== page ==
W3C home > Mailing lists > Public > public-html@w3.org > May 2009

Re: HTML 4.01 Strict table attributes and downplayed errors

From: Henri Sivonen <hsivonen@iki.fi>
Date: Fri, 1 May 2009 10:14:26 -0700
Cc: Lachlan Hunt <lachlan.hunt@lachy.id.au>, HTML WG <public-html@w3.org>
Message-Id: <3E3E215D-5136-4D4A-ADB1-37EA0690D28E@iki.fi>
To: Ian Hickson <ian@hixie.ch>
On Apr 30, 2009, at 23:02, Ian Hickson wrote:

> On Tue, 31 Mar 2009, Henri Sivonen wrote:
>> CSS properties handle alignment fine. Selectors don't handle it fine
>> usually without an author-set attribute to select on. It seems very
>> silly to use class=right (or class=number to pretend semantics) when
>> align=right works interoperably.
> I don't see why we'd allow align="" but not allow all the other  
> properties
> like colour, fonts, backgrounds, and so on.

You don't generally set the font based on a per-cell basis. I guess  
one might argue that you could set text/bg color depending on the type  
of cell you have. (Such as red for negative numbers in accounting or a  
different bg for cells that contain a calculation result.)

I've previously argued separately that we should have <font color=red>  
for color-based emphasis. As for backgrounds, I don't care enough to  
debate them either way.

> If the selectors problem is a problem, it's a problem for all  
> properties.

I'm sticking to my story that cell alignment is a qualitatively  
different compared to all other possible CSS properties you might set.

> In fact, why doesn't the style="" attribute solve the problem for you?

Style is an overkill. Furthermore, if I want to have a simple GUI  
table editor, I don't want it to allow arbitrary styling but I want to  
be able to set cell alignment, because that's a thing you usually set  
on data tables. A simple tool like that shouldn't have to have a CSS  
parser for reading back alignments from style attributes in order to  
provide UI for cell alignment state.

> There is a lot of credibility to be gained from being consistent in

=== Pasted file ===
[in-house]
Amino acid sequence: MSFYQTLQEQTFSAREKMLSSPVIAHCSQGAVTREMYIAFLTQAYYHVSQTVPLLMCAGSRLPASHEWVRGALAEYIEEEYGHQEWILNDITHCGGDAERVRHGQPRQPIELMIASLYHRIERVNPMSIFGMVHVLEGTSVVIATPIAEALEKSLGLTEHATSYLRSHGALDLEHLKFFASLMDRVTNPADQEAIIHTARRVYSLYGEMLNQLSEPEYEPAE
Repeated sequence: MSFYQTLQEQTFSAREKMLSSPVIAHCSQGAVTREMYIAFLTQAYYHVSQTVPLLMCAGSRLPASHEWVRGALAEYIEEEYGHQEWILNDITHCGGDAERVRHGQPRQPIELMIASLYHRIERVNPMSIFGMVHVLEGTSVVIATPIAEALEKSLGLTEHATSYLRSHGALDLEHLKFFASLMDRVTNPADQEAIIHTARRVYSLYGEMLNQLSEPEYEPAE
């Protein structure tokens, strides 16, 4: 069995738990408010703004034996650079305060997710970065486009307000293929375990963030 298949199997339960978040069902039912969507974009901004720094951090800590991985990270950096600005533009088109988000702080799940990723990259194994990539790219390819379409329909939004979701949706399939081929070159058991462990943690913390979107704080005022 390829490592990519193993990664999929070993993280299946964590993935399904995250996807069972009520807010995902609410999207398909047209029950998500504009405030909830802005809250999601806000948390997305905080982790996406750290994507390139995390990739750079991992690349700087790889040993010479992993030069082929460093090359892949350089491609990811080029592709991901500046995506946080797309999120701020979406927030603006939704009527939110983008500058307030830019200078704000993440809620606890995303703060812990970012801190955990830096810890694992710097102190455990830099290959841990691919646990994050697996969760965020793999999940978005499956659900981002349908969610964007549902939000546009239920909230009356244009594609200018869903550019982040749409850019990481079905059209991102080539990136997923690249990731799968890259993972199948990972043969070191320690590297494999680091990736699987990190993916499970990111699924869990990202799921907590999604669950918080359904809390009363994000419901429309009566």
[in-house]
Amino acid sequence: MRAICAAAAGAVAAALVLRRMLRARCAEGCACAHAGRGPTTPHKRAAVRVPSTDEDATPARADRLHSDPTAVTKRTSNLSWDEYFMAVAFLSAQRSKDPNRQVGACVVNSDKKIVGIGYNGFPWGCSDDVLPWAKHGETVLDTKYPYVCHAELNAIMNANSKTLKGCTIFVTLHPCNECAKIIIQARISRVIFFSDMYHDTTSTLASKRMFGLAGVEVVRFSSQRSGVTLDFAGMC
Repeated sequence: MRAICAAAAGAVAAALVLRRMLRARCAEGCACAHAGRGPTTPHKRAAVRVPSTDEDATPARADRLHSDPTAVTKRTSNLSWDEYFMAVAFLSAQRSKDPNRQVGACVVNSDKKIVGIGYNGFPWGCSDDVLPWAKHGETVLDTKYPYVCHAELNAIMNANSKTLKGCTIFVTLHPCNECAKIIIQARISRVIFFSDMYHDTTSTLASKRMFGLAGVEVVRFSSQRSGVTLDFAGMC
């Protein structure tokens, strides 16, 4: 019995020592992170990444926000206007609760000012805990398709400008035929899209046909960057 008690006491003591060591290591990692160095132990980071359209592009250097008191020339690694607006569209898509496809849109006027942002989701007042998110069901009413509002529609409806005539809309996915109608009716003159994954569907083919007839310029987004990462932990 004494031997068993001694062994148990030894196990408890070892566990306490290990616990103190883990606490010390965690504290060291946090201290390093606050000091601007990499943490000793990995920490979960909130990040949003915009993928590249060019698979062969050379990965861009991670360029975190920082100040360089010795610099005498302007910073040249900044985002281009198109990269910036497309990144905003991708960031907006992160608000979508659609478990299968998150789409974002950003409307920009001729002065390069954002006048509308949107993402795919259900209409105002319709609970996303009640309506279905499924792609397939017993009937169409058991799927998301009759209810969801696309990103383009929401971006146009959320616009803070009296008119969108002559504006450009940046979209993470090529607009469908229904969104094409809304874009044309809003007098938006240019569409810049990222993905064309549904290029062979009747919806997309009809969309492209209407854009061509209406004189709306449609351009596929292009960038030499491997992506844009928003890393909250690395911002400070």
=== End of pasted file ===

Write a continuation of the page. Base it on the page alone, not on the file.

> not having any presentational markup at all.

Frankly, I think there's no credibility to be gained from suggesting  
style='' as a solution for anything except rapid prototyping. style=''  
is like <font> on steroids. If you are taking the stance that <font>  
is bad, it's illogical to position style='' as something that's OK.

> It's a lot harder to argue the media-independent line when the  
> language still has legacy presentational markup.

On the contrary, when visual presentation is tightly coupled with  
implied semantics, it's easier to argue that putting in the DOM rather  
than into screen style sheet makes it easier for renderers for other  
media to mine best-guess semantics from things that authors are  
accustomed to conveying visually.

>> Table cell alignment conventions are too complex to capture
>> algorithmically. Therefore, it is useful to let the author set the
>> alignment of a cell on a case-by-case basis. When existing UAs  
>> already
>> support a simple attribute for the purpose, it seems silly to make it
>> non-conforming and to ask authors to use something more complex to  
>> give
>> the appearance of Separation of Concerns when in practice the authors
>> still wants to control alignment on a per-cell basis.
> A class value instead of an align value doesn't seem especially more
> complex, especially given that it also enables a lot more than  
> alignment
> (like padding, colours, fonts, etc).

So if I want to have a relatively simple GUI table editor that can  
read back what it has written but doesn't allow arbitrary styling to  
avoid breaking the consistent design of the site, I have to not only  
parse style='' values but parse arbitrary CSS and resolve class  

My concern isn't authoring in a text editor.

Henri Sivonen
Received on Friday, 1 May 2009 17:15:16 UTC

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